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Athens 2004 Olympics - The Makings Of A Greek Tragedy

ATHENS (dpa)- Four years ago, when Athens was awarded the right to host the 2004 Summer Olympics, the country vowed to restore the glory, tradition and grandeur of the ancient Games.
Today, the majority of Greeks simply hope the country will be able to pull them off, and not transform the modern Games into a Greek tragedy.
Faced with persistent delays, bureaucratic infighting, resignations and sackings, the Athens 2004 Olympics Organizing Committee (ATHOC) has been through a rocky year in its efforts to organize the Games and it faces further trials ahead.
It started last April, when International Olympic Committee President Juan Antonio Samaranch warned that serious delays in preparations were on the verge of placing the Games in danger.
He told the Greeks that there were three categories of organization of the Olympics: green, where everything is proceeding smoothly; yellow, where there are many problems and red, where the Games are in danger.
Greece, he said, was sliding toward a "red-light danger zone" because of persistent delays and he described Athens' preparations as the worst he had witnessed since taking over the helm of the Olympic movement 20 years ago.
Samaranch's warning initially appeared to hit home.
Panic-stricken that the Games could be taken from Athens, Prime Minister Costas Simitis fired ATHOC president Costas Bakouris, an expatriate business executive, and personally assumed control of the 2004 Games himself.
The prime minister then brought back 45-year-old lawyer Gianna Angelopoulou-Daskalaki, the woman who led Greece's winning bid to host the 2004 Olympics after the country lost an earlier bid to Atlanta to host the 1996 Centennial Games.
Since taking on the role as president of ATHOC eight months ago, Angelopoulou-Daskalaki, nicknamed the "iron lady" by the Greek press, is generally credited with injecting a sense of urgency into preparations, and with improving relations with the IOC.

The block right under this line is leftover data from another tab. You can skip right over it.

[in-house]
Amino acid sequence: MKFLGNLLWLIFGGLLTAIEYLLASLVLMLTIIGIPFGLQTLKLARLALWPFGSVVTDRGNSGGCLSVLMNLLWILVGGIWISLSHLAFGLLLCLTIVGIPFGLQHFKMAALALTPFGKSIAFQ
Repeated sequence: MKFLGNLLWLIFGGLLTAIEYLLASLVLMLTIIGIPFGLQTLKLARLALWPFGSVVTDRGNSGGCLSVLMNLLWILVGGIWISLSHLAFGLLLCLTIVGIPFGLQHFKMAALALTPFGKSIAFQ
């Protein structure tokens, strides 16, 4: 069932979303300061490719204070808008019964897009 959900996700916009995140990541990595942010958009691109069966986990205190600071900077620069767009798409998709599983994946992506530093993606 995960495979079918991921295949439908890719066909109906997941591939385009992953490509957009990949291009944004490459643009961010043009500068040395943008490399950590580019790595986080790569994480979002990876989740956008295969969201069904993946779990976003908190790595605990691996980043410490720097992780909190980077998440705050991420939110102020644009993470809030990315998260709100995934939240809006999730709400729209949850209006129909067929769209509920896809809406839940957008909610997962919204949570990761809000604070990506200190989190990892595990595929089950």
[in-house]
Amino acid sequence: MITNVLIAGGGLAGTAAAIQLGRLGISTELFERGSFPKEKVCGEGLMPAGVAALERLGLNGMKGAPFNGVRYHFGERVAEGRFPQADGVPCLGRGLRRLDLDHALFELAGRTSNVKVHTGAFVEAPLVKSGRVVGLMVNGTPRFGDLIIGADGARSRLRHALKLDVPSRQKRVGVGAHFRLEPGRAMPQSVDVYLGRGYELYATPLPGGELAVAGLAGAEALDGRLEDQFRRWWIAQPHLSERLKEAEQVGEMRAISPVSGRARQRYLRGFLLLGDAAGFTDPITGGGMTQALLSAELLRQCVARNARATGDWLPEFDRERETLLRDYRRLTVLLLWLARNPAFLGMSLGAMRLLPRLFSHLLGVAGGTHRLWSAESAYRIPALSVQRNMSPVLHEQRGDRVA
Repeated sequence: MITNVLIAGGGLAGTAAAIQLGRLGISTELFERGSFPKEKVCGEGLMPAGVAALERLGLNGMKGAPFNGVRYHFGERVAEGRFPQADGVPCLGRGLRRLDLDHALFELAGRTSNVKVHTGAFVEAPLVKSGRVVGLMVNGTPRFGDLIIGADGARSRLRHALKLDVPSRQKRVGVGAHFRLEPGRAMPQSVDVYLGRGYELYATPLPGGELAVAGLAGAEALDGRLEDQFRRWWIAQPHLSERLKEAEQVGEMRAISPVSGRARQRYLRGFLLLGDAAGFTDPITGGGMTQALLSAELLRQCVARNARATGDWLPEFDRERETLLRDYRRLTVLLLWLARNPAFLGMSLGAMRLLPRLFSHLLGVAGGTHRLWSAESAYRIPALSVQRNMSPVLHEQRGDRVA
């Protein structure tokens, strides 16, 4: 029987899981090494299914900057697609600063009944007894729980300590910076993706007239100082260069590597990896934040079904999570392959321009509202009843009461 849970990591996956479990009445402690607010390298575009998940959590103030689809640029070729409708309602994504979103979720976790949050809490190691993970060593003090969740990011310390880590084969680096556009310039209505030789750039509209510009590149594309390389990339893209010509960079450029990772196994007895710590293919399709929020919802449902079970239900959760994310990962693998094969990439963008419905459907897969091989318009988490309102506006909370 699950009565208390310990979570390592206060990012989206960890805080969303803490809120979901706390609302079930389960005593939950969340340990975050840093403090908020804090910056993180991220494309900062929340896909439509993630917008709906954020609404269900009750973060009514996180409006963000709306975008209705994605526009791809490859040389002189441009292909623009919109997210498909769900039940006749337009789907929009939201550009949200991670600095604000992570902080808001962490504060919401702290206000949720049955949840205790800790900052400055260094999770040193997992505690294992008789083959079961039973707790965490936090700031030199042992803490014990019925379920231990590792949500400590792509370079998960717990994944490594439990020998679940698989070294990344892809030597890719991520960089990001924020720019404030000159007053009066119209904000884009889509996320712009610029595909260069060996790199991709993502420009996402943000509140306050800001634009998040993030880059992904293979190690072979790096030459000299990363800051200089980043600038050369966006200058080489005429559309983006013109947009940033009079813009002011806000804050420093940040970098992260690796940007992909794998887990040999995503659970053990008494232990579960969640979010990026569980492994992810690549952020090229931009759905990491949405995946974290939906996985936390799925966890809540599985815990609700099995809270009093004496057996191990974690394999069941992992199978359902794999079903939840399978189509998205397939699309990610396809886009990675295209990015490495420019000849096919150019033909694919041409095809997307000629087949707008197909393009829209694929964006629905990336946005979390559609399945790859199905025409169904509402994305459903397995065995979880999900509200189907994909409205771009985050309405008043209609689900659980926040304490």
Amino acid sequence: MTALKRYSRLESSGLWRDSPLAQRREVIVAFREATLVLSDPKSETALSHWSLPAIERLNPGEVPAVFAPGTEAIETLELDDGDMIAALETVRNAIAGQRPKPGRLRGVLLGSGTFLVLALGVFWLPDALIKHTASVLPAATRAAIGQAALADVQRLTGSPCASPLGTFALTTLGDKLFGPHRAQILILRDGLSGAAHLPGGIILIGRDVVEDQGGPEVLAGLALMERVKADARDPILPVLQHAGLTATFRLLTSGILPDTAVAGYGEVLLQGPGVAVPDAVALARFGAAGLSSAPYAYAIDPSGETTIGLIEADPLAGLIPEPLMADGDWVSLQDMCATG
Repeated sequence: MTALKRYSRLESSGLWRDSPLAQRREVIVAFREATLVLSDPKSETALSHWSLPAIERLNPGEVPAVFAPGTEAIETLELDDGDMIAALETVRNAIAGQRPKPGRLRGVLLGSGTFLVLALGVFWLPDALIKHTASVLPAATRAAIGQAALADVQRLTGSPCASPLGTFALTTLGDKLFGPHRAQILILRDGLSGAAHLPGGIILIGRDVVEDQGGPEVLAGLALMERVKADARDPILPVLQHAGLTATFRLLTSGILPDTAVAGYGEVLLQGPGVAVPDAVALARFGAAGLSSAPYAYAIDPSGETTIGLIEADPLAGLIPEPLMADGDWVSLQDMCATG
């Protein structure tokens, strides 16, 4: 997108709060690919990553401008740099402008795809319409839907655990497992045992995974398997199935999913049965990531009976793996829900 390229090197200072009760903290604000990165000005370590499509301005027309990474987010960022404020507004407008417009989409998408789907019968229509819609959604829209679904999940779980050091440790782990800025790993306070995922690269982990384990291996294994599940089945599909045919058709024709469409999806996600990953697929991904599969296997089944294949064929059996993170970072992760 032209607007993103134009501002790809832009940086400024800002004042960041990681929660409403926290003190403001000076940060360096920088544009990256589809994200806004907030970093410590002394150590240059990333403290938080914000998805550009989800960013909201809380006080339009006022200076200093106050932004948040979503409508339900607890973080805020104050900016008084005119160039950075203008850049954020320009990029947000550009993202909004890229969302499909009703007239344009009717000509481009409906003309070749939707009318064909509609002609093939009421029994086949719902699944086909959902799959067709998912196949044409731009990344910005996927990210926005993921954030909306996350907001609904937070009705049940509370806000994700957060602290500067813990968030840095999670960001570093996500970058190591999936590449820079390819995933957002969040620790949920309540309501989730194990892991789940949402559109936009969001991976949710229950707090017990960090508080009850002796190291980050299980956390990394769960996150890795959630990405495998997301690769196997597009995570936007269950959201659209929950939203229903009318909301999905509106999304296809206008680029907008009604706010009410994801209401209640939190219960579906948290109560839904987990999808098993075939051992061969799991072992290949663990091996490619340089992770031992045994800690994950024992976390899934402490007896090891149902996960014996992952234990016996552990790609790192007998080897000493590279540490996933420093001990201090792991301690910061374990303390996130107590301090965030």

But in the temperamental arena of Greek politics, Angelopoulou- Daskalaki has also had to deal with power struggles and face a lot of criticism from politicians and the media.
She has been charged with excessive spending on hospitality in Sydney, demanding exhorbitant salaries for her officials and insisting she be given more authority to cut through bureaucratic red-tape.
The IOC official supervising Athens' preparations, Jacques Rogge, in August appealed for a truce between Greek Olympic organizers and the government while announcing that "Greece had to run a marathon at sprint speed to make it".
But problems persisted for several months.
In October, the head of the Cultural Olympics quit, saying he could not cope with the bureaucracy, and the prime minister fired a senior Olympic organizer for openly squabbling with a minister.
And in November, Culture Minister Theodoros Pangalos, whose ministry is closely involved in Olympic preparations, was sacked after criticizing the government's policies.
Harmony appeared to prevail during an IOC inspection visit last month, when IOC officials expressed satisfaction that progress had been made in making up for three years of delays, specifically in the areas of hotel accommodation, broadcasting, sponsorship and construction of the Olympic village.
But the IOC also warned that organizers could not afford to waste a single day and that much more needs to be done, and fast.
Athens must build at least five major sports venues, decide where to put its media village, implement a top-notch security programme, complete road and transport projects, launch its volunteers campaign, upgrade a currently weak power network and announce a Cultural Olympics programme.
But just 10 days after the IOC visit, any sense of stability was shattered with the resignation of ATHOC general manager Petros Sinadinos, the second most important official after Angelopoulou- Daskalaki.
ATHOC's top media adviser, Yannis Roubatis also quit, citing personal reasons.
Despite the persistent problems, the IOC has expressed confidence that Athens will deliver.
"We are pleased preparations in Athens are going well and the government is fully involved in the organization of the Games," Samaranch said recently in Lausanne, adding that "we are very much optimistic the Games can be a great success."
While rumours have all but ceased that the Olympics could be taken away from Athens and placed in the custody of a previous host city - such as Sydney - Athens is clearly nervous with the enormity of work ahead and whether it will be ready.
"This is a marathon which will not end until the closing day of the 2004 Paralympics. Our clock will be ticking until that day and the whole nation is working to give the Games we promised," said Angelopoulou-Daskalaki.